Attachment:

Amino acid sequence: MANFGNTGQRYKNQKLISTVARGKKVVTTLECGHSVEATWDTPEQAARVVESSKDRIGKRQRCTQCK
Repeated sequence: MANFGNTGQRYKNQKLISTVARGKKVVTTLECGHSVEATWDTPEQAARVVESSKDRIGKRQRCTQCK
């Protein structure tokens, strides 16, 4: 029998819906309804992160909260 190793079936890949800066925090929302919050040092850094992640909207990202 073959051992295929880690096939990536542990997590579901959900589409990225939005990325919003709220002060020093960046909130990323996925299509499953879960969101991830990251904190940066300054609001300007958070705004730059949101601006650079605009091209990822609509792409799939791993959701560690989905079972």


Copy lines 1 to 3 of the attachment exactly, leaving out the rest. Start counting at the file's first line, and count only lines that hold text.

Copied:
Amino acid sequence: MANFGNTGQRYKNQKLISTVARGKKVVTTLECGHSVEATWDTPEQAARVVESSKDRIGKRQRCTQCK
Repeated sequence: MANFGNTGQRYKNQKLISTVARGKKVVTTLECGHSVEATWDTPEQAARVVESSKDRIGKRQRCTQCK
């Protein structure tokens, strides 16, 4: 029998819906309804992160909260 190793079936890949800066925090929302919050040092850094992640909207990202 073959051992295929880690096939990536542990997590579901959900589409990225939005990325919003709220002060020093960046909130990323996925299509499953879960969101991830990251904190940066300054609001300007958070705004730059949101601006650079605009091209990822609509792409799939791993959701560690989905079972």